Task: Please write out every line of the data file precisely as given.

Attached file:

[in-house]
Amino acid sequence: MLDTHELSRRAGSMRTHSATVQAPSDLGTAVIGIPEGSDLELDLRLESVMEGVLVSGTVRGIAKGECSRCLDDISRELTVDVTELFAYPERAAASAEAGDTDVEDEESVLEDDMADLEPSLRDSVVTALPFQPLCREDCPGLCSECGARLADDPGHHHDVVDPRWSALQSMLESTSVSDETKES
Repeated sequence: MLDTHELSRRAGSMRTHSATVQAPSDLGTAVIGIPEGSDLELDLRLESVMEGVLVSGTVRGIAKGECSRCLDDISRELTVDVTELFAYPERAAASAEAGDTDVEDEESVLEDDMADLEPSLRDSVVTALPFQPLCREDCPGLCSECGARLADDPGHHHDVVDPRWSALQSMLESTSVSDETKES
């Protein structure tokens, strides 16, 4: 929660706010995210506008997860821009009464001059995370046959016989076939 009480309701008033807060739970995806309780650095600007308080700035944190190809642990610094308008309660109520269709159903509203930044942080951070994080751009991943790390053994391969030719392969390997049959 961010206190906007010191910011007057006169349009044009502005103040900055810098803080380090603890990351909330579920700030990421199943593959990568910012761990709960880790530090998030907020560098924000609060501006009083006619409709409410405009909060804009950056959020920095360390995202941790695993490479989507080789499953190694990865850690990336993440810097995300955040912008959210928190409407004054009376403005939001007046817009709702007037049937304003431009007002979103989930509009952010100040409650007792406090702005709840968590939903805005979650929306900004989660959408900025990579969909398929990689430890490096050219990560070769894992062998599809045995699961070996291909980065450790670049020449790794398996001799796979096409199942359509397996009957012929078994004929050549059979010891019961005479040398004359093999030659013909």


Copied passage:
[in-house]
Amino acid sequence: MLDTHELSRRAGSMRTHSATVQAPSDLGTAVIGIPEGSDLELDLRLESVMEGVLVSGTVRGIAKGECSRCLDDISRELTVDVTELFAYPERAAASAEAGDTDVEDEESVLEDDMADLEPSLRDSVVTALPFQPLCREDCPGLCSECGARLADDPGHHHDVVDPRWSALQSMLESTSVSDETKES
Repeated sequence: MLDTHELSRRAGSMRTHSATVQAPSDLGTAVIGIPEGSDLELDLRLESVMEGVLVSGTVRGIAKGECSRCLDDISRELTVDVTELFAYPERAAASAEAGDTDVEDEESVLEDDMADLEPSLRDSVVTALPFQPLCREDCPGLCSECGARLADDPGHHHDVVDPRWSALQSMLESTSVSDETKES
């Protein structure tokens, strides 16, 4: 929660706010995210506008997860821009009464001059995370046959016989076939 009480309701008033807060739970995806309780650095600007308080700035944190190809642990610094308008309660109520269709159903509203930044942080951070994080751009991943790390053994391969030719392969390997049959 961010206190906007010191910011007057006169349009044009502005103040900055810098803080380090603890990351909330579920700030990421199943593959990568910012761990709960880790530090998030907020560098924000609060501006009083006619409709409410405009909060804009950056959020920095360390995202941790695993490479989507080789499953190694990865850690990336993440810097995300955040912008959210928190409407004054009376403005939001007046817009709702007037049937304003431009007002979103989930509009952010100040409650007792406090702005709840968590939903805005979650929306900004989660959408900025990579969909398929990689430890490096050219990560070769894992062998599809045995699961070996291909980065450790670049020449790794398996001799796979096409199942359509397996009957012929078994004929050549059979010891019961005479040398004359093999030659013909």